Graham golden in special ending

Posted: 11:45 p.m.


Graham watches his game-winning kick sail through the uprights. (Getty Images)

Chad Johnson called him "Money Graham," after Shayne Graham's walk-off 37-yard field goal knifed through a 15 mile-per-hour wind and 15 years of bad karma to give the Bengals a 23-20 victory over the Browns as Paul Brown Stadium exhaled with the first 10-win season since the AFC championship year of 1988.

But Graham had cashed it in all before.

In his mind.

Oh, it's his second walk-off winner ever, next to last season's 24-yarder in Baltimore. And his third last-snap winner if you count the 39-yarder with two seconds left last year at PBS to beat Miami in a Sunday night game.

But he has really done it over and over again inside his own dome.

"We always want to be the kicker that kicks the field goal to win the game. That's when you talk to yourself," Graham said. "I've caught myself doing it this offseason. I'd be lining up a kick and say, 'This is a game-winner,' putting myself in that situation mentally, and you can never realty replicate it until you go out there."

If there is one guy who can at least simulate a wining field goal it's Darrin Simmons, the fussy, talented assistant coach who has made the Bengals special teams a NFL top 10 staple with an obsession for detail. That includes a bottomless notebook of worst-case scenarios but while the last few seconds looked like a four-car pileup, the Bengals knew exactly what they were doing.

In fact, special teams put in a clutch bookend job of that winning drive. It started with 4:19 left in the game when the Bengals crossed up the Browns by showing them the same kick return, and then running rookie returner Tab Perry the opposite way across the field for a 37-yard run back that gave the Bengals great breathing room at their 38.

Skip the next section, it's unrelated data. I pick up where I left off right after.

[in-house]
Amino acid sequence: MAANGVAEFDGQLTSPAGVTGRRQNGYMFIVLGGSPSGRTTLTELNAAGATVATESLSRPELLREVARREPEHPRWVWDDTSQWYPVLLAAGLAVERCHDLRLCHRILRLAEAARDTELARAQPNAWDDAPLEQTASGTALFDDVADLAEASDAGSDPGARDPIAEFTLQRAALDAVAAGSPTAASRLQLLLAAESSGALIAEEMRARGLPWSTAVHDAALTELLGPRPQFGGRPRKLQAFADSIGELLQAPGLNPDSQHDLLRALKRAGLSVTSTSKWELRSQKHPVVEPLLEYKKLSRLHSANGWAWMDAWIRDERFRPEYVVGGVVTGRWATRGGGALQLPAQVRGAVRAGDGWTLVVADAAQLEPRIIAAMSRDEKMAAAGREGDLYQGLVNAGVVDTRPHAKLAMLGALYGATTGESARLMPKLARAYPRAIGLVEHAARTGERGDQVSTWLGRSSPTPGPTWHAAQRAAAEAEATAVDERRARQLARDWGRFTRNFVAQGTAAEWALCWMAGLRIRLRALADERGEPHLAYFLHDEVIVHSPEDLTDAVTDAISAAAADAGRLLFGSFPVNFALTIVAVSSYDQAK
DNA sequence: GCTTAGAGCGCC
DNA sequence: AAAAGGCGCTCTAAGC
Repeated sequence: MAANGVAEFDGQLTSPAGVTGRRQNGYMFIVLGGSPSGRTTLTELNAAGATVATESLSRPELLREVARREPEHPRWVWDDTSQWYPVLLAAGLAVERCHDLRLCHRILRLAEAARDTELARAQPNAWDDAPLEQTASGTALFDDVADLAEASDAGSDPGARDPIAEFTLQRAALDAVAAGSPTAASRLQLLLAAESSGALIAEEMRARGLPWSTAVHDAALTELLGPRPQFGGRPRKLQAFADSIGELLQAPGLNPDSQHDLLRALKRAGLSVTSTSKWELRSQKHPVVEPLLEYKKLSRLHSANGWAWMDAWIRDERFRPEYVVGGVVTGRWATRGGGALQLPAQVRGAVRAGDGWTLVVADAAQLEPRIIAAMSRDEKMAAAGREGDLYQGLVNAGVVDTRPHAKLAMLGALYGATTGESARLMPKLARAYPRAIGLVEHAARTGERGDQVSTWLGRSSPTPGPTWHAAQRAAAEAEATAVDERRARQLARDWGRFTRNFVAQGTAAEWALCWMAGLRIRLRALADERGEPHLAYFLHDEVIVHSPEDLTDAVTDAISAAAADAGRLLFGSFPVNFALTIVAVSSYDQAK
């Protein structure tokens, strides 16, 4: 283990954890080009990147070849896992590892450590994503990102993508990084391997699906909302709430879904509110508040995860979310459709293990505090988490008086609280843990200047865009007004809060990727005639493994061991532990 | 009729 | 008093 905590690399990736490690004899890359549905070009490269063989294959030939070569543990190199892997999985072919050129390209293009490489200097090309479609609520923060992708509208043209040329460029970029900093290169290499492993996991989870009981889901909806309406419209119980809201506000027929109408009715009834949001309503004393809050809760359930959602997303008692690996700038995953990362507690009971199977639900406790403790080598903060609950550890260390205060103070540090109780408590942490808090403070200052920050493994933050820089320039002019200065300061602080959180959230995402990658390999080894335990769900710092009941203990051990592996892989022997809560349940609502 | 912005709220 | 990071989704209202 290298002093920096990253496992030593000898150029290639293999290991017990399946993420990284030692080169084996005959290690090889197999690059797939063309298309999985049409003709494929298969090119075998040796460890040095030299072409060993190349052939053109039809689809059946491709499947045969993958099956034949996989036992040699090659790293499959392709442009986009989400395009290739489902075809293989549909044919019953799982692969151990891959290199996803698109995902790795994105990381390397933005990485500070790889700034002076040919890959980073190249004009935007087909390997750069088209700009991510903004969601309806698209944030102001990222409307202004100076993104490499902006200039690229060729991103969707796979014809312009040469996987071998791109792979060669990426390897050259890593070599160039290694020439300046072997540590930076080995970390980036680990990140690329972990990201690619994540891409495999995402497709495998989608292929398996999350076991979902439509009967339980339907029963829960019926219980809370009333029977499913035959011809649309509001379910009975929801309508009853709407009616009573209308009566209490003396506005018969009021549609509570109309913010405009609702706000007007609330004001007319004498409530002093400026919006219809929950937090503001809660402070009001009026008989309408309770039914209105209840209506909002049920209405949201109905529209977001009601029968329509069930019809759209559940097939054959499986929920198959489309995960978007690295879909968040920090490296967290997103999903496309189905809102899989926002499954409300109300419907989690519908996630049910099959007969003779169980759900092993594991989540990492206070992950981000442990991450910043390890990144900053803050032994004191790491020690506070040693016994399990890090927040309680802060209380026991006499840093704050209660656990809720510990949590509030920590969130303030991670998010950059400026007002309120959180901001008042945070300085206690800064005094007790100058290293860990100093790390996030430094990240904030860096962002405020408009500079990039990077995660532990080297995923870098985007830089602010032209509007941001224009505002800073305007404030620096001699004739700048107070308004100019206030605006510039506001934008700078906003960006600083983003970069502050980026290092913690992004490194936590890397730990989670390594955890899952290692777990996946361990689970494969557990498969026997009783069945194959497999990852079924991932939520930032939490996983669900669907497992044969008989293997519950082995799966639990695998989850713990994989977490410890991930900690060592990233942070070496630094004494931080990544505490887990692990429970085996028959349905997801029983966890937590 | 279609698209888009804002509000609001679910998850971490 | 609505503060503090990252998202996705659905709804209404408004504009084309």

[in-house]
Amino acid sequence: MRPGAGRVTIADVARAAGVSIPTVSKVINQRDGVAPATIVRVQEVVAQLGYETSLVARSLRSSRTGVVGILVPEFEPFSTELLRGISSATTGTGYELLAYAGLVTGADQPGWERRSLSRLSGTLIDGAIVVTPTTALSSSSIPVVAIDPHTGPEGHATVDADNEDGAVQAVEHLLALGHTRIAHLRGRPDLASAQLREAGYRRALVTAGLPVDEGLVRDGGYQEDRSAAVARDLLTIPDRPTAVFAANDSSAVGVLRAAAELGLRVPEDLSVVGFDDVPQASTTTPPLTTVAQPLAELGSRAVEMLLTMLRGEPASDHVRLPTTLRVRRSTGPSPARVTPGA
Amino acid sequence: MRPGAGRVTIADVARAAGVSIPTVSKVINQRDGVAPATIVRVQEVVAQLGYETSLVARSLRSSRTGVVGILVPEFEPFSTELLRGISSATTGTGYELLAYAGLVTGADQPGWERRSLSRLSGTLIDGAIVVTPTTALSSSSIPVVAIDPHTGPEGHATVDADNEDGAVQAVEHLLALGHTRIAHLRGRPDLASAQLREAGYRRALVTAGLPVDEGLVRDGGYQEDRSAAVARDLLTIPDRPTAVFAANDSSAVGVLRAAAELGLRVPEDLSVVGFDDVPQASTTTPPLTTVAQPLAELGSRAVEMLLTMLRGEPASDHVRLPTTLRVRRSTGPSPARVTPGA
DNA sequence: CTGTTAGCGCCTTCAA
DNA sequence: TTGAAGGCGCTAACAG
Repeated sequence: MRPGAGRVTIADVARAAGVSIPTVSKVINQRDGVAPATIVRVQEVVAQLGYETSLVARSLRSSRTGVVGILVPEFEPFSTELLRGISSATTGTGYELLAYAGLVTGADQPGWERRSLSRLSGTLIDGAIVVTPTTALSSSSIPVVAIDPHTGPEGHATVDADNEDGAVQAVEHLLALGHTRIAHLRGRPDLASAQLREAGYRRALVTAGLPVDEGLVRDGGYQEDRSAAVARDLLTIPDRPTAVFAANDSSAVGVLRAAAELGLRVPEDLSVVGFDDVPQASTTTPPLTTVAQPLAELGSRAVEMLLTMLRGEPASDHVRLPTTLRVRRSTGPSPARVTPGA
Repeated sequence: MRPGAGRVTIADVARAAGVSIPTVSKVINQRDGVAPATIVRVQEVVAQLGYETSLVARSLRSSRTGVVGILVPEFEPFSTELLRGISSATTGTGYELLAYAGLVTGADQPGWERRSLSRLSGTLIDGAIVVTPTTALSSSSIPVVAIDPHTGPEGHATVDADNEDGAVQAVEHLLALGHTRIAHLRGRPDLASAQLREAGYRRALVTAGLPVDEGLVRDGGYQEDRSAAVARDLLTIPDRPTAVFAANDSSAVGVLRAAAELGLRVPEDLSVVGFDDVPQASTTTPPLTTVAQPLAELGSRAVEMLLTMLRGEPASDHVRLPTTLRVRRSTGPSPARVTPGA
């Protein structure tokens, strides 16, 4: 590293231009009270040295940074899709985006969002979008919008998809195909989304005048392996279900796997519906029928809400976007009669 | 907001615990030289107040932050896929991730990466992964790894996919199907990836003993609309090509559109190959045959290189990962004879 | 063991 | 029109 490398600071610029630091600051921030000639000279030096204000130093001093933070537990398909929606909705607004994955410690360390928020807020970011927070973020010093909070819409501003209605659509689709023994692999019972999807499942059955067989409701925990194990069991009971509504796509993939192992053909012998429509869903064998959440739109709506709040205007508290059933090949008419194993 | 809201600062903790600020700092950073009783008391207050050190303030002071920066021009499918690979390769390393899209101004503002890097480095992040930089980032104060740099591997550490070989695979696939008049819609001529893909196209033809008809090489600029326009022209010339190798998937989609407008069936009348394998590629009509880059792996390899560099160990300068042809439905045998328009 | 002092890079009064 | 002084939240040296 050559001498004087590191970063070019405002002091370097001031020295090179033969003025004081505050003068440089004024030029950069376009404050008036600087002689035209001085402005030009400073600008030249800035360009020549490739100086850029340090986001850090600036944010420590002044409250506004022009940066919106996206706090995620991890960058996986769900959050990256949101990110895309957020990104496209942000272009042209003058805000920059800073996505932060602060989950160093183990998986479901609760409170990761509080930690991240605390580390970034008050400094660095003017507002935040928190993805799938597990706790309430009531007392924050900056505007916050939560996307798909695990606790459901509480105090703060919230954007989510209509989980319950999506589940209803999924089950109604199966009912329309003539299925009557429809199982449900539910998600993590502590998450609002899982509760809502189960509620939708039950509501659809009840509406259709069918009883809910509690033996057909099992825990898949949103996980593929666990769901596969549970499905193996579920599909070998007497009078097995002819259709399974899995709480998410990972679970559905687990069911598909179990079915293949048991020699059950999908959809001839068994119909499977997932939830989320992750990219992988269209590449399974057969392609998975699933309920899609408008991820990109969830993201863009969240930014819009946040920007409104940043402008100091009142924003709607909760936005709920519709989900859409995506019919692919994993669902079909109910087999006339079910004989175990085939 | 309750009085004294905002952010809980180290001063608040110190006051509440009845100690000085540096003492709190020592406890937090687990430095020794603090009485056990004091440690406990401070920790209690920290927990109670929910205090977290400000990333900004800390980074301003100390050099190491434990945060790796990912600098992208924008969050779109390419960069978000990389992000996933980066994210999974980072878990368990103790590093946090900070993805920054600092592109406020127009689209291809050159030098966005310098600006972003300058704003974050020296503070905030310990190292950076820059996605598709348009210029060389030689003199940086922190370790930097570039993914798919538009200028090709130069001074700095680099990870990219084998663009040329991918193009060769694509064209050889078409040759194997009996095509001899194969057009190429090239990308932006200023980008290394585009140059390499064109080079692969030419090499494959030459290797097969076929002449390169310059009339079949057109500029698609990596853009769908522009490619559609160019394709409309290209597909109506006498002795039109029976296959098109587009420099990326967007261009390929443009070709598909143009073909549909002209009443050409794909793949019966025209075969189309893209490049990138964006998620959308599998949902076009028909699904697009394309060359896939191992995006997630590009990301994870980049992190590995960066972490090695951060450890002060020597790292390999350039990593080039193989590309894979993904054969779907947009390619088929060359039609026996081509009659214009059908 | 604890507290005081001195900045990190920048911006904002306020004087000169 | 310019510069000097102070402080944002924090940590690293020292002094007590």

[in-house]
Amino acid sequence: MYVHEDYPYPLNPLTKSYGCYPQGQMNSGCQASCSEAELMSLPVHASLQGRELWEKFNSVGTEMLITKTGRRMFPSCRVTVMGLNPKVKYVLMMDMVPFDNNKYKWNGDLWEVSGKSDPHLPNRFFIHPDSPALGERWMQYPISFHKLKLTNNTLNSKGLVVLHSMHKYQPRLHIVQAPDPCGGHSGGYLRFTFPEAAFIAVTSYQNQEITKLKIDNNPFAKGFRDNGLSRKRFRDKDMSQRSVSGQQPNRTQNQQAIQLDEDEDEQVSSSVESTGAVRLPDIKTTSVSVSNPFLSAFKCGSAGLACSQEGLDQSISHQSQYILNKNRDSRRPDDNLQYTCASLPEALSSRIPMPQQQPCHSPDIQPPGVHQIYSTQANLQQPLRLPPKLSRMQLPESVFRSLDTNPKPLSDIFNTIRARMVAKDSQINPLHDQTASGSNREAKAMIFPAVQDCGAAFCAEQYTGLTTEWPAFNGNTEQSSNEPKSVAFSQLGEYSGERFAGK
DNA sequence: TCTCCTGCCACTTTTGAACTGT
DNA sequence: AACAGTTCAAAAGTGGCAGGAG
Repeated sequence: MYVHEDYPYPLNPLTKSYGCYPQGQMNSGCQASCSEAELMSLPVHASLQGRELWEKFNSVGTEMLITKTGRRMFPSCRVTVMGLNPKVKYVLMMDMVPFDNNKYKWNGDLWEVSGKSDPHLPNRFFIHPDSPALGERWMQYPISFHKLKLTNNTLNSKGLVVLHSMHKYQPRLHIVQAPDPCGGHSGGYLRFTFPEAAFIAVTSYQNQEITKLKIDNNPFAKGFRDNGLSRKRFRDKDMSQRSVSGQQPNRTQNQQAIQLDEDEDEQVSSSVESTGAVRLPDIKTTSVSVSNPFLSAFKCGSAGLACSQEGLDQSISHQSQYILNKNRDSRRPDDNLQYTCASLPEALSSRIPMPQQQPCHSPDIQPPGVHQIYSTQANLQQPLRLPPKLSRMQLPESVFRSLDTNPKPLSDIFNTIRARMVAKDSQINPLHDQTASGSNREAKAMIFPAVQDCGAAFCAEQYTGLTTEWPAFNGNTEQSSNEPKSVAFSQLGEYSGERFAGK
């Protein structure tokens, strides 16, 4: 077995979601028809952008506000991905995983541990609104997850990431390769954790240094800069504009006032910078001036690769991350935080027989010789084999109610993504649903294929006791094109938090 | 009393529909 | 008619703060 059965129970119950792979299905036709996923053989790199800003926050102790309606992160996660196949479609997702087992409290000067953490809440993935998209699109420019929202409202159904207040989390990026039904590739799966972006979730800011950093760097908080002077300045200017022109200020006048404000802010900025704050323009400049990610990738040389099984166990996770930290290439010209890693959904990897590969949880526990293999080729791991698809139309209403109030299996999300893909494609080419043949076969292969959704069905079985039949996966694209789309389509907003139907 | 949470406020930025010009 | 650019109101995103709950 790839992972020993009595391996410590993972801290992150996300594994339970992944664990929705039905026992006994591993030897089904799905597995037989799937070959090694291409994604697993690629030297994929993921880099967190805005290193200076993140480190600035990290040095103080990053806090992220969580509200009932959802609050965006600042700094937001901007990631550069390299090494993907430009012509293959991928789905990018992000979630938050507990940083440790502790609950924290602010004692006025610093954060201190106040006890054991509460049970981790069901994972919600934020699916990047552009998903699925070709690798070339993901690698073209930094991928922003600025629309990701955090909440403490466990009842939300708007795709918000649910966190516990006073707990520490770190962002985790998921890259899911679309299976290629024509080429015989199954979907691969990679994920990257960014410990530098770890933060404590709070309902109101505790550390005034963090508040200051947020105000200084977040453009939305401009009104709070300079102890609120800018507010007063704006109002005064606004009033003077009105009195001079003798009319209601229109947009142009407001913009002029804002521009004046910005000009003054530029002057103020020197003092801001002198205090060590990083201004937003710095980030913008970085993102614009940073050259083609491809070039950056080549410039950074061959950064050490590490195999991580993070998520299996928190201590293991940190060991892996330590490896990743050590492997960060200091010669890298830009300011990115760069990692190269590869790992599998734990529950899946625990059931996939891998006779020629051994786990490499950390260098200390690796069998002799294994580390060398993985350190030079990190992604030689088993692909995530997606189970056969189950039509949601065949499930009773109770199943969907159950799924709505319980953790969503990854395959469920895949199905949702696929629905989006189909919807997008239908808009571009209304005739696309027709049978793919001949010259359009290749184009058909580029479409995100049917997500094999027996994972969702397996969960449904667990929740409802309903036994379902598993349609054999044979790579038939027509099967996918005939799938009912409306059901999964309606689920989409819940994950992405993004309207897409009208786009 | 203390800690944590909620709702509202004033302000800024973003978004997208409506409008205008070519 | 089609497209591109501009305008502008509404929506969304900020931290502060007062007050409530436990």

"What made it go was that Tab made a great read and then the proper cut," Simmons said.

Then, at the two-minute warning, Graham ran out on the field, threw a scrap of something in the air to confirm that the wind was still blowing hard right to left, and waited. He said he thought at halftime that the game was heading toward his first try for a late winner this season.

"There was one time, actually, when I was sitting on the bench and I looked up at the scoreboard, and I said, 'You know what? I think we're going to kick a game winning field-goal,' " he said.

And, in those last few minutes he told the offense where he wanted it.

"Right hash," Simmons said. "Because the wind was going hard right to left, and it may have even helped it go through. Rudi (Johnson) did a great job putting it right there."

After the second third-down penalty in 19 seconds on Browns cornerback Leigh Bodden covering Chad Johnson gave the Bengals a first down at the Cleveland 23 with 32 seconds left, running back Rudi Johnson cradled the ball behind right guard Bobbie Williams for three yards, and then for one yard behind right tackle Willie Anderson to get it on the hash for Graham with a second left.

But special teams is never perfect. Long snapper Brad St. Louis had been nicked earlier in the game with an unspecified injury, but he wheeled back a perfect one on the biggest snap of his six-year Bengals career.